But I'm the last person to tell you not to use your water scheme. If you like it and it works for your purposes, then have at it. Remember, I'm the fellow running a cheap Chinese boost converter. But for me, it seems inconvenient. It would be low on my list of options to try. Its the kind of thing I'd think seriously about for use in a racing situation, but not in a commuting, touring or sports riding situation.
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Re: Using bicycle's frame as heatsink for the Phaserunner

Post by MrDude_1 » Jun 25 2018 11:15am

I just want to point out that even if you put it in a bucket of room temp water, and kept the water at that temp, you EVENTUALLY will burn up the phase runner if you keep pulling maximum phase current from it.

The thermal path from the mosfet die to the mosfet package can only support so much heat transfer. The aluminum block it is bolted to can also only support so much heat transfer.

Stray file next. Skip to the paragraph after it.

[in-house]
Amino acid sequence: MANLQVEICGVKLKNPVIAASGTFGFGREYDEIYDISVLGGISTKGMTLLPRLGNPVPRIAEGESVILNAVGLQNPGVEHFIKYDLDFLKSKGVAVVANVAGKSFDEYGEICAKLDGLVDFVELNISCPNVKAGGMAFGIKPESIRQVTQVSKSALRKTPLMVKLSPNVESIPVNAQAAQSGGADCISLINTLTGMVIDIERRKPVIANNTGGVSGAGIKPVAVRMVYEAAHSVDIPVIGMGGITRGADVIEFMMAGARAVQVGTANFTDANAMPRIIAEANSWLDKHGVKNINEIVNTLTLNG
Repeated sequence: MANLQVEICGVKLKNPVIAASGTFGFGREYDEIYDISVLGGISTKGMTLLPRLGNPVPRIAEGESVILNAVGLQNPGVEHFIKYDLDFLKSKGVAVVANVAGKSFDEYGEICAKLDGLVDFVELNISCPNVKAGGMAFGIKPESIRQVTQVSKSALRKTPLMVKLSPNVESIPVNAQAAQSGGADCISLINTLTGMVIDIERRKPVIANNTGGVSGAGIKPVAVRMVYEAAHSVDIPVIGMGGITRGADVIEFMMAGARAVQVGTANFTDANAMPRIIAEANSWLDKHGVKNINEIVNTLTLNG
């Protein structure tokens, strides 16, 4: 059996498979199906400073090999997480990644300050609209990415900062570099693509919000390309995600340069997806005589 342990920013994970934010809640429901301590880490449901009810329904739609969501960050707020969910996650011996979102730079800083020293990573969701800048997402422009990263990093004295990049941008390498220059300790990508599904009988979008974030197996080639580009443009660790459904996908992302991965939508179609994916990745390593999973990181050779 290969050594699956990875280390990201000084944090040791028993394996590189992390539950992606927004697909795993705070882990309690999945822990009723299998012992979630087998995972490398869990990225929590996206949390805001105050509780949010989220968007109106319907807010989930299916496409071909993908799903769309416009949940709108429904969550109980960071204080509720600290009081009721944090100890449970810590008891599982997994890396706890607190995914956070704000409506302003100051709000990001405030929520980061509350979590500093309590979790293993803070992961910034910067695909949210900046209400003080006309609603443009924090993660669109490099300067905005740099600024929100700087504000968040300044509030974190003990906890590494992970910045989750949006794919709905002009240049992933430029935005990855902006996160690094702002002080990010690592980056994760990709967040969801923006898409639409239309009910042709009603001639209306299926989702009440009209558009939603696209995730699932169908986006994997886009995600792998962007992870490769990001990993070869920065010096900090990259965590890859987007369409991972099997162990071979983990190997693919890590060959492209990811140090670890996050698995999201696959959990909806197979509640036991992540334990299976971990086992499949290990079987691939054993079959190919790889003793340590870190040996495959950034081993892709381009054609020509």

If you run this sustained at maximum power, even with the external aluminum block perfectly cooled, it will eventually overheat. You may even increase the chance of this if you keep the block at a low temp but hold max current sustained for a long period of time... the temp sensor reads the block, not the die.
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Re: Using bicycle's frame as heatsink for the Phaserunner

Post by wturber » Jun 25 2018 2:31pm

If I understood the documentation right, the PhaseRunner can (with the proper cooling) sustain 70A continuously. The 96A level is peak, not continuous even with appropriate cooling.
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Joined: Jul 24 2011 5:42am
Location: Between paris and london

Re: Using bicycle's frame as heatsink for the Phaserunner

Post by cwah » Sep 07 2018 7:30pm

I covered mine with copper as it is the best material for heat transmission:
https://www.dropbox.com/s/kj9ysypbkk5p9 ... 4.jpg?dl=0
Help me find my stolen electric brompton: http://bit.ly/1a0vbBC and Bosch Sinus B3 http://bit.ly/1eV0WQz